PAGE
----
Being able to foresee and control where and when a debris is likely to fall on Earth is a matter of great concern for ESA. Two factors are influencing this:
- the growing population of debris in the Low-Earth Orbit (LEO) and,
- the regulations requiring to deorbit satellites at the end of the mission
The basic approach to perform a deorbitation is to lower the perigee of your satellite until the moment when the atmospheric will slowly drag the spacecraft down and make it burn or crash on ground. As mentioned in this previous post, two procedures are possible: controlled or semi-controlled re-entry.
The operator can carry out a controlled re-entry. This manoeuvre is done by entering the atmosphere with a steep angle so that it ensures the fallout of the debris within a relatively small area, chosen to have a low-density population. A common practice is to enter the atmosphere with an angle of -1.5° and target to fall within the South Pacific Ocean Uninhabited Area (SPOUA). The SPOUA is the largest unpopulated ocean space on the planet. From 1971, more than 260 satellites have fallen into this zone.
These constraints for the spacecraft’s mission are extremely demanding and are adding more complexity, longer monitoring and higher costs. However, specific identified satellites and upper-stages have no other choice than performing a controlled re-entry. This is the case of the heavy satellites and upper-stages. Indeed the number of surviving debris is sufficient to pose an unacceptable risk on ground for life or properties.
With a satellite posing an acceptable risk when falling down, a less constraining approach is possible through the semi-controlled re-entry. Instead of a specific region, one can target the fall of the debris within less than one orbit.
In this case, the spacecraft only has to lower its perigee until it reaches an altitude where the drag is sufficient to slow it down progressively. It means that there is no need for high thrust propulsion systems, which makes lighter the constraints over the mission and the spacecraft. Indeed, low thrust – but then usually highly efficient – electrical propulsion systems can be used to perform this type of re-entry.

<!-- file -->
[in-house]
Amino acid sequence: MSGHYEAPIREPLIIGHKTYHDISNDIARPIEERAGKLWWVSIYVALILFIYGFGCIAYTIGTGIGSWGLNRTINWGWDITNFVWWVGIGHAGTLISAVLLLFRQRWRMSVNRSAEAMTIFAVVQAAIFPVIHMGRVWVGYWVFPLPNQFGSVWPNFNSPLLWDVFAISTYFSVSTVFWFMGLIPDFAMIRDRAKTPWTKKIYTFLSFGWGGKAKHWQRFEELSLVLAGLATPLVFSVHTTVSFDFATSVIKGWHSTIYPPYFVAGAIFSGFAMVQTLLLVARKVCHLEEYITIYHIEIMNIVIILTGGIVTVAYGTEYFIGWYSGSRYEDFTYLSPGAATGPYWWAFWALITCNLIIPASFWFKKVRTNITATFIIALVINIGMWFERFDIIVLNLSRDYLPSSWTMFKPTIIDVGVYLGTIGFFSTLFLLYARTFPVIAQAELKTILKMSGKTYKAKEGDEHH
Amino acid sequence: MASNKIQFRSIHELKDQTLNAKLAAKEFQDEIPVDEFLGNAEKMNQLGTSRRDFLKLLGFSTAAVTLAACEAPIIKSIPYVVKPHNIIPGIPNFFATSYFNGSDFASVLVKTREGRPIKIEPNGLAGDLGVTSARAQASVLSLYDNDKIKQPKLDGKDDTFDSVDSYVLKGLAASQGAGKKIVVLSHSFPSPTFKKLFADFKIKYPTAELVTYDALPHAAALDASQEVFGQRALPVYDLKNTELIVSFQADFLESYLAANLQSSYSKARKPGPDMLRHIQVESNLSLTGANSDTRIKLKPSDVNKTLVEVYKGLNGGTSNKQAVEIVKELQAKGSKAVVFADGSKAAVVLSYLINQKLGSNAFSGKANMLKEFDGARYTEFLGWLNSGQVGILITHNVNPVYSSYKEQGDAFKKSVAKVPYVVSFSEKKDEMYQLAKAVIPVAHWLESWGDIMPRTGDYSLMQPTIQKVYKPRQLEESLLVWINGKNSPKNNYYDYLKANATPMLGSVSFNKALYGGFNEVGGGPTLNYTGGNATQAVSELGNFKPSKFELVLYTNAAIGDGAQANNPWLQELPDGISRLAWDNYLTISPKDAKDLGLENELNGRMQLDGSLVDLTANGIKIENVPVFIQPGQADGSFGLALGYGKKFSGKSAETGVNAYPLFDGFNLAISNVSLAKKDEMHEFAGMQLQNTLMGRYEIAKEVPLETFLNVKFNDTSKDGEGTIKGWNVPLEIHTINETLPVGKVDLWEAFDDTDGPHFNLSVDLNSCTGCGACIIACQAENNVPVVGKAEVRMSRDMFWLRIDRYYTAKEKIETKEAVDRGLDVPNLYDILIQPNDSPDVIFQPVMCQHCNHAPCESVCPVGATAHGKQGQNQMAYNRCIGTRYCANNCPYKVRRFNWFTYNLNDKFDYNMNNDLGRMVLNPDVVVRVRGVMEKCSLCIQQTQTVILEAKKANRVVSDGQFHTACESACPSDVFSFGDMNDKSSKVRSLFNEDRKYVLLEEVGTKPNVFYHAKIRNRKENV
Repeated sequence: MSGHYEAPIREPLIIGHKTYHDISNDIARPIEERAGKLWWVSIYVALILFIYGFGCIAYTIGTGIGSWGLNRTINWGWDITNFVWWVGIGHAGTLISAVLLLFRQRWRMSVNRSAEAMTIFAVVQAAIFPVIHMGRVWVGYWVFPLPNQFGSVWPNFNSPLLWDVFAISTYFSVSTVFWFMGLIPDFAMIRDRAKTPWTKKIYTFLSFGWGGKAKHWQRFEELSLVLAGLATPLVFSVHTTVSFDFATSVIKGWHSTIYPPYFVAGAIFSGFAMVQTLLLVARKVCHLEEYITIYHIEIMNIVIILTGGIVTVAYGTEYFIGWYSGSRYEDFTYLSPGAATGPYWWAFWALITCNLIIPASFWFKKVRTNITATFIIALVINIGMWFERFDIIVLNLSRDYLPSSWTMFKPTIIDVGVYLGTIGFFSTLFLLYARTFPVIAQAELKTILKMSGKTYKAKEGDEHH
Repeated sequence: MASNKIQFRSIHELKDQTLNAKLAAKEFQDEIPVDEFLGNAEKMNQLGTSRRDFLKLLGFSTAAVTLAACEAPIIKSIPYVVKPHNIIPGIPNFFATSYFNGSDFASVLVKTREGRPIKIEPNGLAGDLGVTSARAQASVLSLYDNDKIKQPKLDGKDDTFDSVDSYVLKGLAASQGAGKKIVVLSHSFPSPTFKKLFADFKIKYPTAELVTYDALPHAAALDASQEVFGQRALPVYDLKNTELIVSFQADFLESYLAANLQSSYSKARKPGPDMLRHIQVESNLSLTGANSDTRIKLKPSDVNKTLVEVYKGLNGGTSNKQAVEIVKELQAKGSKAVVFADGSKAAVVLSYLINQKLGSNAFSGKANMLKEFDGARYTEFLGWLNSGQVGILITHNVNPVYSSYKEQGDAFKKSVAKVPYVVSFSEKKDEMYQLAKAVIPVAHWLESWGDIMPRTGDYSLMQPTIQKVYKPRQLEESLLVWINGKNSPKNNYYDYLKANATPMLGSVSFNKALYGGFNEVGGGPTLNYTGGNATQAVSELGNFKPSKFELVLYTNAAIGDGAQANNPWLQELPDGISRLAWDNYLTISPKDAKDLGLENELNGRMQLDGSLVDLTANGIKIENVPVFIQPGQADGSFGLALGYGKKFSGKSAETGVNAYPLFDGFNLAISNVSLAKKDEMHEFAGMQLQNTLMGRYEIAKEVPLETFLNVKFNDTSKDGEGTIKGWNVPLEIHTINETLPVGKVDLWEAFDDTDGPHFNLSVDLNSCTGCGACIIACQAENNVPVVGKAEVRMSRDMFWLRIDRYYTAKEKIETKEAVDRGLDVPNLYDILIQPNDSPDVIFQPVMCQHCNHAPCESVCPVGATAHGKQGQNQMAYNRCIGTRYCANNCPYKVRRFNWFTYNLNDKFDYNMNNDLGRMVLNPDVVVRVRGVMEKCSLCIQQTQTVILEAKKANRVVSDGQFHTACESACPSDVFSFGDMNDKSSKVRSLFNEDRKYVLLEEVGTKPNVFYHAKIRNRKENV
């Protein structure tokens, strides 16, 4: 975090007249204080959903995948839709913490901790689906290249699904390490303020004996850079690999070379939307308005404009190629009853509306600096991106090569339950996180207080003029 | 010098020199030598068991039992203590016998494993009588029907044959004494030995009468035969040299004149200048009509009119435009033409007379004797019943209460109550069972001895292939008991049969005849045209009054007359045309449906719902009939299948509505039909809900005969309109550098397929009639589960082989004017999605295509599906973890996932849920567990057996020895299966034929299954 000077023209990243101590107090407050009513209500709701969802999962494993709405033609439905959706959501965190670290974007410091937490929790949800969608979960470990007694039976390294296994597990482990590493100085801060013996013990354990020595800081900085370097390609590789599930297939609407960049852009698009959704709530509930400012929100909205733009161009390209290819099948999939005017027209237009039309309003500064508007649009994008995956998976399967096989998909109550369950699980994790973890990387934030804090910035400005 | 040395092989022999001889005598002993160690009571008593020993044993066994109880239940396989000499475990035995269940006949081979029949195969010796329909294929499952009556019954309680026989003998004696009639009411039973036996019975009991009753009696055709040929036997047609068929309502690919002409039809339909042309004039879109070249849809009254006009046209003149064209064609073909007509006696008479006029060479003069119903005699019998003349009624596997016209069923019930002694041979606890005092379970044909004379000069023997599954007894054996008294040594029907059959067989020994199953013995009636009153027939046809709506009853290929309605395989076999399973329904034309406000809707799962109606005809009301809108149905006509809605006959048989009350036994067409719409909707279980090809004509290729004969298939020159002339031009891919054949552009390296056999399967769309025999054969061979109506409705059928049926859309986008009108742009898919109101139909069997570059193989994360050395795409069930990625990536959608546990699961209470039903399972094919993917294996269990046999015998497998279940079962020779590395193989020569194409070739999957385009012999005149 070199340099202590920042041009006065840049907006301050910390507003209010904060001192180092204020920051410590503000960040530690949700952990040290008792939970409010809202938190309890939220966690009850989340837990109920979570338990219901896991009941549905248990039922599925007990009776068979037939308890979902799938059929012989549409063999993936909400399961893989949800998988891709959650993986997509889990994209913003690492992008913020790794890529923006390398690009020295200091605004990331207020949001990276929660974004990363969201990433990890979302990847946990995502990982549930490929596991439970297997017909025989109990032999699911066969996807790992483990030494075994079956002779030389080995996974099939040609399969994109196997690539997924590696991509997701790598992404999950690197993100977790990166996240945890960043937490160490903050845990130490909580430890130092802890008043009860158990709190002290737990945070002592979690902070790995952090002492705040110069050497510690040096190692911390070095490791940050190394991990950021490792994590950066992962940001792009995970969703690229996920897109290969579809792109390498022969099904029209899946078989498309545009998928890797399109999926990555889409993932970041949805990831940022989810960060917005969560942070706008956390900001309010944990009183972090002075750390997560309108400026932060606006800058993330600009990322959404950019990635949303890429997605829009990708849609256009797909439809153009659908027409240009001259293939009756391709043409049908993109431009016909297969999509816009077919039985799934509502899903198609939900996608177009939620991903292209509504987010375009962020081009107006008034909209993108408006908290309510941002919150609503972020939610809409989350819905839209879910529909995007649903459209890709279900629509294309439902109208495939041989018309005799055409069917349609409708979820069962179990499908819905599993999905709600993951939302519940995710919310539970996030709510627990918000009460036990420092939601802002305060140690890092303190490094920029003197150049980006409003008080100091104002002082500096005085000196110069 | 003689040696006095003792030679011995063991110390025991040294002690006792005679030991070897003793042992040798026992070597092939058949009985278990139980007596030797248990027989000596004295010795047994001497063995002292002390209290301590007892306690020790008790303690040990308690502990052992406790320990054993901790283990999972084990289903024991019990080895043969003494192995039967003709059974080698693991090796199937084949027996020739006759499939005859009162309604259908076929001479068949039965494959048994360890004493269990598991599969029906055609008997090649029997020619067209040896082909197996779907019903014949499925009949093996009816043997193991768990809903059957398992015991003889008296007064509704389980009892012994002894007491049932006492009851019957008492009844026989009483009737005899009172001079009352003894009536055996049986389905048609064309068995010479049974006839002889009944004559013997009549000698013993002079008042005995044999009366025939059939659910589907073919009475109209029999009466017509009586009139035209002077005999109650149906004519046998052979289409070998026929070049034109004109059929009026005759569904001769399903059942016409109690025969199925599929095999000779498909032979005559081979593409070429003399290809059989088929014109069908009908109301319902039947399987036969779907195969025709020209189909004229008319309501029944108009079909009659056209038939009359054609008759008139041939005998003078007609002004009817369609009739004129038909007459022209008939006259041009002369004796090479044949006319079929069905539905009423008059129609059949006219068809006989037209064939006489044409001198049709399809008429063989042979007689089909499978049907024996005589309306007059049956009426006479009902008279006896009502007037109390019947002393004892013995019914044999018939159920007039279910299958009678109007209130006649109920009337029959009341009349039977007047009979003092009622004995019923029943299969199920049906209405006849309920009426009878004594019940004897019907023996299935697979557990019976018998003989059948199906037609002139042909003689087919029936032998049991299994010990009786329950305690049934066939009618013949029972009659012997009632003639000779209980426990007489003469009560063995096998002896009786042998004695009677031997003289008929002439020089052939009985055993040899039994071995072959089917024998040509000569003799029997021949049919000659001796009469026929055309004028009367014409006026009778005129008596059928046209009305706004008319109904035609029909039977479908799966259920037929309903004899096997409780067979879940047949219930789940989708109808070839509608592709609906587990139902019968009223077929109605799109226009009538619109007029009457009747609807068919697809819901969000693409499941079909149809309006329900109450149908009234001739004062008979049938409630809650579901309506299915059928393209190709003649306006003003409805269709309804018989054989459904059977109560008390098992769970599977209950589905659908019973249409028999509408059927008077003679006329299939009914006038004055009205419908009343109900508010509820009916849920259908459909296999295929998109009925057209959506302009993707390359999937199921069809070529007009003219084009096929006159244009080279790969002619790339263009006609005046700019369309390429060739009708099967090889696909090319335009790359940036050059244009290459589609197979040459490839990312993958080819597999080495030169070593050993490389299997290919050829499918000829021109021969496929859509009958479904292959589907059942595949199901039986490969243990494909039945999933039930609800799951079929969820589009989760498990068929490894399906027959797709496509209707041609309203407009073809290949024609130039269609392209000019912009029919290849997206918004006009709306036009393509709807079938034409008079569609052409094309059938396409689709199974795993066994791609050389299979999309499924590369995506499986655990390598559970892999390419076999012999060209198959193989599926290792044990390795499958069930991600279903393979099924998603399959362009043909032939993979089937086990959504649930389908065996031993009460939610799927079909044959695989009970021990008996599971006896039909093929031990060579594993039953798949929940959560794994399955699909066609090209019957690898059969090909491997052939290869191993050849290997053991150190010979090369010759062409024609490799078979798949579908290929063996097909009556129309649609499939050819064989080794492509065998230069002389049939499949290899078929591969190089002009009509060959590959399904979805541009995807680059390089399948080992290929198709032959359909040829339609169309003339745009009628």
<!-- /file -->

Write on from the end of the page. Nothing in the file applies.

This technic, however, has some drawbacks. Because it does not hit the atmosphere with a steep angle, the spacecraft will spend a significant time in it, undergoing complex, fluctuating and, thus, hardly predictable interactions. Even during the last orbit, an uncertainty over the remaining lifetime of roughly 10% or more is expected, meaning that a 10 min error leads to about 4800 kilometres of uncertainty concerning the impact point (according to Dr. Patera and Dr Ailor in “The reality of Reentry Disposal”).
Plus, by slowly lowering its altitude, the satellite makes repeated passes through low altitudes where the International Space Station as well as many other active satellites are orbiting, posing an additional threat of collision in these critical altitudes.
Note that this topic is seriously discussed among the space community . For example, during the 2018 Clean Space Industrial Days an entire session was dedicated to discussing deorbiting technologies. To go deeper into the topic, you may read the presentations here